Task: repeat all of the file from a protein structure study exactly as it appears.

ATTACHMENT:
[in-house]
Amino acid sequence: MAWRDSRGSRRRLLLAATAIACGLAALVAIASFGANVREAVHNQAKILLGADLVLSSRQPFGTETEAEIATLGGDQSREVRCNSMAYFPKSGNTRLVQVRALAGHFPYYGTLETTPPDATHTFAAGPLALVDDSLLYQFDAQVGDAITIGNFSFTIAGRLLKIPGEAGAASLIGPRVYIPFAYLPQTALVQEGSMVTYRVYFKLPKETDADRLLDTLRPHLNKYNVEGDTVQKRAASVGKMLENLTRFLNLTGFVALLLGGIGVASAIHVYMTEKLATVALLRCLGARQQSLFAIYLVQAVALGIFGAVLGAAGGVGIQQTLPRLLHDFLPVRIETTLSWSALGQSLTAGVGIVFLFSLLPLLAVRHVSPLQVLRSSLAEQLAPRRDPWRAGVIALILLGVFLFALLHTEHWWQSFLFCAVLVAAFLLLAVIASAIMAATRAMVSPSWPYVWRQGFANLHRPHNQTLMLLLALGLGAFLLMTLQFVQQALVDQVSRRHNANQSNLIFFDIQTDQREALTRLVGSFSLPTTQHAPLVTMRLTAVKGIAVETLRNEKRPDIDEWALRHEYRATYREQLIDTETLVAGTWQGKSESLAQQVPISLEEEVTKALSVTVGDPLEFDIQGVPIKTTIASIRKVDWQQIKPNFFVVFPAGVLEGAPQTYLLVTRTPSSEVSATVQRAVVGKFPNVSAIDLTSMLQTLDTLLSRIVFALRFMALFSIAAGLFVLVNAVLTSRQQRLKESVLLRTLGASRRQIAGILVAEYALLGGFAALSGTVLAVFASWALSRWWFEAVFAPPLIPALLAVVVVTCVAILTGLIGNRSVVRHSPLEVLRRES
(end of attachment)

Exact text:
[in-house]
Amino acid sequence: MAWRDSRGSRRRLLLAATAIACGLAALVAIASFGANVREAVHNQAKILLGADLVLSSRQPFGTETEAEIATLGGDQSREVRCNSMAYFPKSGNTRLVQVRALAGHFPYYGTLETTPPDATHTFAAGPLALVDDSLLYQFDAQVGDAITIGNFSFTIAGRLLKIPGEAGAASLIGPRVYIPFAYLPQTALVQEGSMVTYRVYFKLPKETDADRLLDTLRPHLNKYNVEGDTVQKRAASVGKMLENLTRFLNLTGFVALLLGGIGVASAIHVYMTEKLATVALLRCLGARQQSLFAIYLVQAVALGIFGAVLGAAGGVGIQQTLPRLLHDFLPVRIETTLSWSALGQSLTAGVGIVFLFSLLPLLAVRHVSPLQVLRSSLAEQLAPRRDPWRAGVIALILLGVFLFALLHTEHWWQSFLFCAVLVAAFLLLAVIASAIMAATRAMVSPSWPYVWRQGFANLHRPHNQTLMLLLALGLGAFLLMTLQFVQQALVDQVSRRHNANQSNLIFFDIQTDQREALTRLVGSFSLPTTQHAPLVTMRLTAVKGIAVETLRNEKRPDIDEWALRHEYRATYREQLIDTETLVAGTWQGKSESLAQQVPISLEEEVTKALSVTVGDPLEFDIQGVPIKTTIASIRKVDWQQIKPNFFVVFPAGVLEGAPQTYLLVTRTPSSEVSATVQRAVVGKFPNVSAIDLTSMLQTLDTLLSRIVFALRFMALFSIAAGLFVLVNAVLTSRQQRLKESVLLRTLGASRRQIAGILVAEYALLGGFAALSGTVLAVFASWALSRWWFEAVFAPPLIPALLAVVVVTCVAILTGLIGNRSVVRHSPLEVLRRES